Our immune system plays a vital role: It protects us from harmful substances, cell changes, and germs. And it has been a part of many conversations since the start of COVID-19. Now, a new study by Swansea scientists in collaboration with researchers at the University of Bristol and the Francis Crick Institute in London has shown that consuming a diet high in fructose might prevent the proper functioning of our immune systems in ways that have, until now, largely been unknown.

Their study, “Fructose reprograms glutamine-dependent oxidative metabolism to support LPS-induced inflammation,” is published in Nature Communications.

Fructose is a type of simple sugar that makes up 50% of table sugar. It is found in sugary drinks and sweeteners, and it’s not news that consuming an excessive amount of fructose is unhealthy. However, understanding the impact of fructose on the immune system of people who consume it in high levels, has been limited until now.

“Fructose intake has increased substantially throughout the developed world and is associated with obesity, type 2 diabetes, and non-alcoholic fatty liver disease,” the researchers wrote. “Currently, our understanding of the metabolic and mechanistic implications for immune cells, such as monocytes and macrophages, exposed to elevated levels of dietary fructose is limited. Here, we show that fructose reprograms cellular metabolic pathways to favor glutaminolysis and oxidative metabolism, which are required to support increased inflammatory cytokine production in both LPS-treated human monocytes and mouse macrophages.”

The new study demonstrates that fructose causes the immune system to become inflamed and that process produces more reactive molecules which are associated with inflammation. This inflammation can go on to damage cells and tissues and contribute to organs and body systems not working and may lead to disease.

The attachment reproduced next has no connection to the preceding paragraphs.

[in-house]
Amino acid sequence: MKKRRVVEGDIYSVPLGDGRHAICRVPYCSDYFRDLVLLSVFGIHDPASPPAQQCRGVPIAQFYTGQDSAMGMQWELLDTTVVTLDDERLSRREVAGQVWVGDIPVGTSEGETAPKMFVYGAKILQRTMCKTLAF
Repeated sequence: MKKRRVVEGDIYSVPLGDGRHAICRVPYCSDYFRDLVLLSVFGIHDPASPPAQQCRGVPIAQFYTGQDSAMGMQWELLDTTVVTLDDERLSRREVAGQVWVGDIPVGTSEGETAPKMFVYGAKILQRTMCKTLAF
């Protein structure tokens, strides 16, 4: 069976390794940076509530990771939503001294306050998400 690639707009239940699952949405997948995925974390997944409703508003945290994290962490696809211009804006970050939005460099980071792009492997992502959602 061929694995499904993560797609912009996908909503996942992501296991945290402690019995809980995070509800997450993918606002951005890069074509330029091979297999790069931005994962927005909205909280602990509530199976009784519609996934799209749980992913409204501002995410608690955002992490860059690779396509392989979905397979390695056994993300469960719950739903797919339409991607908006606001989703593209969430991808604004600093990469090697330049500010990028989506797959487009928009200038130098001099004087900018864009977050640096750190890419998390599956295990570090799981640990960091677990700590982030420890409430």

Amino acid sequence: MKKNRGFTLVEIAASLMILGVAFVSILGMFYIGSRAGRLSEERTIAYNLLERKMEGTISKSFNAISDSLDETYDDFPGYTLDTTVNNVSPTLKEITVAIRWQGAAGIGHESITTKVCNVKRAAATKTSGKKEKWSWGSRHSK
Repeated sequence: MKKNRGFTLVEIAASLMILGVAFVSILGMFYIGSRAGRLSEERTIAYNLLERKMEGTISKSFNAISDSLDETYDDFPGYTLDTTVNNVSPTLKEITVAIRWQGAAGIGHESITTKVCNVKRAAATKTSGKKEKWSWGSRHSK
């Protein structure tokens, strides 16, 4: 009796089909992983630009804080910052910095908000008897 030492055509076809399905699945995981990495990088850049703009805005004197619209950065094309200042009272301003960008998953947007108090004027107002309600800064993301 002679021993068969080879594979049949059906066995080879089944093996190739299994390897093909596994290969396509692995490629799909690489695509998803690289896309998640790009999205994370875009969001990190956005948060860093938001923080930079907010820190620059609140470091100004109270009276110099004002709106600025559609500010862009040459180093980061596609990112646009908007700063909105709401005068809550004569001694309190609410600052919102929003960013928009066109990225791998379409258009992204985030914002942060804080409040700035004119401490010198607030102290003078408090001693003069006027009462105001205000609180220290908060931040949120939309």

“Although able to rewire their metabolic pathways upon exposure to fructose, the cells are left metabolically inflexible and vulnerable to further metabolic challenge. Importantly, we show that fructose exposure ex vivo promotes elevated cytokine production in both human and mouse mononuclear phagocytes and that a high fructose diet promotes an inflammatory phenotype in vivo, attributing pathophysiological relevance to our findings,” noted the researchers.

The findings also provide a better understanding of how fructose is related to diabetes and obesity.

“Research into different components of our diet can help us understand what might contribute to inflammation and disease and what could be best harnessed to improve health and wellbeing,” said Nick Jones, PhD, lecturer, biomedical sciences, Swansea University’s Medical School.

“Our results have highlighted the metabolic plasticity of human monocytes in response to fructose exposure and have elucidated the metabolic mechanisms supporting fructose-induced inflammation,” concluded the researchers.

Their findings highlight the importance of the microenvironment in shaping the innate immune response and may lead to further studies in areas such as cancer and infectious diseases.

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